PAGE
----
Right-Angle Weave follows the popular Peyote Stitch as the second title in this series that teaches readers everything they want to know about a stitch. Readers will find over 25 Bead&Button projects using right-angle weave, which features patterns of small squares and has many variations to explore.
• One stitch yields so many different looks
• The next addition to a terrific library
• 25 projects organized from easy to advanced
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The Stitch Workshop books all focus on one aspect of beading. This book is about right-angle weave.
They start with all the information you'll need to learn the basics even if you've never strung a seed bead in your life. The first part is called Right-Angle Weave and Stitching Basics and it covers right right-angle weave, other stitches that may be called for in the projects, tips for right-angle weave, tools and materials. All very well illustrated and photographed so the information is very clear.
The focus is single needle right-angle weave instead of crossed double needle technique.
Then you get into the projects, gleaned from a really good seed bead magazine, these have several designers and several styles. The book is organized so the projects start with very simple and straight forward flat projects and then builds in complexity. So if you've never done the stitch before, working through the projects in the book in order will build familiarity and comfort with the technique.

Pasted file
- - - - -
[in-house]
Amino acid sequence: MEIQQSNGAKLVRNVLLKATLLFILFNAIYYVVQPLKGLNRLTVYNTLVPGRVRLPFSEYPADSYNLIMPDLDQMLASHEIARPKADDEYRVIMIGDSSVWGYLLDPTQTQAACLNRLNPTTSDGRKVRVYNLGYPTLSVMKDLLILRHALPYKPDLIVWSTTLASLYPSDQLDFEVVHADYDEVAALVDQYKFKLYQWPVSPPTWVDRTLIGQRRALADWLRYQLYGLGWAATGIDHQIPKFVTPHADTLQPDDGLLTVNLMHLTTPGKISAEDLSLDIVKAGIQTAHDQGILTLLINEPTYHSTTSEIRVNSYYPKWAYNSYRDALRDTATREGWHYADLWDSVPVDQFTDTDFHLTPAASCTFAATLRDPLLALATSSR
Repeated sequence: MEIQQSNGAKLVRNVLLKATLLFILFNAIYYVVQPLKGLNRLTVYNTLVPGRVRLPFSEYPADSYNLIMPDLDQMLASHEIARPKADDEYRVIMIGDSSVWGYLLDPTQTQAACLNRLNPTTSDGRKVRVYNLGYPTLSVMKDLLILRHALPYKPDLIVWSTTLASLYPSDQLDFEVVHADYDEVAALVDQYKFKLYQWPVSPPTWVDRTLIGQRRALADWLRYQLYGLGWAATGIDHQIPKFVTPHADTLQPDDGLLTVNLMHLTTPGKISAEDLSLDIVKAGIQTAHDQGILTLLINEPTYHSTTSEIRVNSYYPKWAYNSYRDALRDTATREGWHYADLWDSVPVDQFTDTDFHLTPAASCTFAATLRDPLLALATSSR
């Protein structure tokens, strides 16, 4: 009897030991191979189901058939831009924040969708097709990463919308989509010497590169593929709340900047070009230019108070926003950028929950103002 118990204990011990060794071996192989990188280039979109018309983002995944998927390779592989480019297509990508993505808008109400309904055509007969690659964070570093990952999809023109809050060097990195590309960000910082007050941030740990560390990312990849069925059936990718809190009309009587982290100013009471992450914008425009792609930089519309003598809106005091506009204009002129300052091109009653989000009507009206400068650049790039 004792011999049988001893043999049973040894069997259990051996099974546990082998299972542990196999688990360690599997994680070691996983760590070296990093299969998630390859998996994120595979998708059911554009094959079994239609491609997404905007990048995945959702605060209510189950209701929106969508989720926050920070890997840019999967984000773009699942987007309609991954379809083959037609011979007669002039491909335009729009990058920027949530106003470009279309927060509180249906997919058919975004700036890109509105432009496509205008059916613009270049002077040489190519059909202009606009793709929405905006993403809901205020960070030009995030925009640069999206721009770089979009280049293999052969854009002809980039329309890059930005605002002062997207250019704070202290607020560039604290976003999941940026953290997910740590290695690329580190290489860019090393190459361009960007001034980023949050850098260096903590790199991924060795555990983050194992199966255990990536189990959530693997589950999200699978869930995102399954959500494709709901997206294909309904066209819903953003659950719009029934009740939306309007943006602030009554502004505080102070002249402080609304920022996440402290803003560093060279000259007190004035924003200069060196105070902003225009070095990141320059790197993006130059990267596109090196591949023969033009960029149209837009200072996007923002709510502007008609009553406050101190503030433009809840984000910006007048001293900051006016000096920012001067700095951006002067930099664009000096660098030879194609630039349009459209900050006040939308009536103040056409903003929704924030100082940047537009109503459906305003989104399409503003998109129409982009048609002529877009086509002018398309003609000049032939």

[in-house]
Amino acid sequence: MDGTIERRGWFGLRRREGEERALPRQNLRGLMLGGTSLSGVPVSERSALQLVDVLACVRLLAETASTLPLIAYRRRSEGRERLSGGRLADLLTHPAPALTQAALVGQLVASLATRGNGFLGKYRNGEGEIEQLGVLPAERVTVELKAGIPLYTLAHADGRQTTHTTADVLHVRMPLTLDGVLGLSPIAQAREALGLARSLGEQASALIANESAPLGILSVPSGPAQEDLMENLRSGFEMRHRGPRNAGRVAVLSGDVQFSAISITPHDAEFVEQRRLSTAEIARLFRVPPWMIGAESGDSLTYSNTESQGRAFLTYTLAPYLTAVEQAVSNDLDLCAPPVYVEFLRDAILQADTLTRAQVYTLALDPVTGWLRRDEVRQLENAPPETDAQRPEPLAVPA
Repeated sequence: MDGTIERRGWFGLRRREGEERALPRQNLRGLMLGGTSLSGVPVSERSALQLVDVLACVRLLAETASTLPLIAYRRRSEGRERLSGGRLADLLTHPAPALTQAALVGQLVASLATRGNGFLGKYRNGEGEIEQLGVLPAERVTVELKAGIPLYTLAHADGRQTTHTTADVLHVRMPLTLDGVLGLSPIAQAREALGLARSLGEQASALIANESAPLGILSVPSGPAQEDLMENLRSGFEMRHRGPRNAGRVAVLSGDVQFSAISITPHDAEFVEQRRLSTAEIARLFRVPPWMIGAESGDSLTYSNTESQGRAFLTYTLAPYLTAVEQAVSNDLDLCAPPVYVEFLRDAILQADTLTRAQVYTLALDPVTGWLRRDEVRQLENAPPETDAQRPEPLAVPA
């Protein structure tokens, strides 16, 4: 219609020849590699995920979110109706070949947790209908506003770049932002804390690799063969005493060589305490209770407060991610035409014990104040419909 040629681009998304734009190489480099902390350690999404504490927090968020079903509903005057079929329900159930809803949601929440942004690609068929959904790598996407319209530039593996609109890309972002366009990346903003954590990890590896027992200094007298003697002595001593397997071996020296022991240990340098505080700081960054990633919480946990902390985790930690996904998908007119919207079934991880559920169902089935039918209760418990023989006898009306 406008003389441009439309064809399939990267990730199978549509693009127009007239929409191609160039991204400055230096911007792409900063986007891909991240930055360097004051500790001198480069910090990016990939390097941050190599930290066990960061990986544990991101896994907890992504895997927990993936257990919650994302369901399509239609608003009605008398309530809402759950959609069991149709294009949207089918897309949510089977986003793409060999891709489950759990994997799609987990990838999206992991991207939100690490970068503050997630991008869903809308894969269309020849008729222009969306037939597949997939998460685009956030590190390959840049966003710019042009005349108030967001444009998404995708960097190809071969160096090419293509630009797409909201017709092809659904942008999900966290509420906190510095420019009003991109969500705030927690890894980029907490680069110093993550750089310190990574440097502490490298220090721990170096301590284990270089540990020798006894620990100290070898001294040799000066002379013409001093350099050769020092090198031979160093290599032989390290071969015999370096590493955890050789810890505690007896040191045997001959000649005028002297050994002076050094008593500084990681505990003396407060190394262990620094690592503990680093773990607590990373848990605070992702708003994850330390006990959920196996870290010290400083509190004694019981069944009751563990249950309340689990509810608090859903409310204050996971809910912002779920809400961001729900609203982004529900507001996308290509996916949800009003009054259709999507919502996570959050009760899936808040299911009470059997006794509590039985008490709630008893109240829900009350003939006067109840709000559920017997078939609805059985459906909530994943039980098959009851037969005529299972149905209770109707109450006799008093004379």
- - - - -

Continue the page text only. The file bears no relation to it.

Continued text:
It will teach you how to make curves, work in 3 dimensions and embellishments for this versatile stitch.
Right angle weave is one of my personal favorite techniques for it's drape and adaptability, and I love the more advanced projects in this book.
Connie Blachut's Seed Bead Loops Add Drama bracelet features embellished right angle weave with a center line of bigger beads, and an edging that's worked as embellishment that gives a lot of dimension and looks a bit like a rope.
Lisa Kan, who is one of my favorite designers, contributes a Zig Zag bangle that uses simple techniques to make a bracelet that could very easily become a favorite wear everywhere bangle.
Shelly Nybakke's A Metalsmith's Match is intricately beaded and lives up to it's name. Embellished layers simulate the look of granulation.
My favorite project in the book is the Right-Angle Weave in the Round, with it's trendy circle shape and lots of shine, it's a wonderful piece that could be done in colors and bead finishes to create different looks for different things. The pendant is much like a donut made with beads so you wouldn't have to use just the chain suggested. It's a great shape that is very adaptable.
Recommended for beginning through intermediate beaders who want to learn single needle right-angle weave techniques or want to become more proficient using them.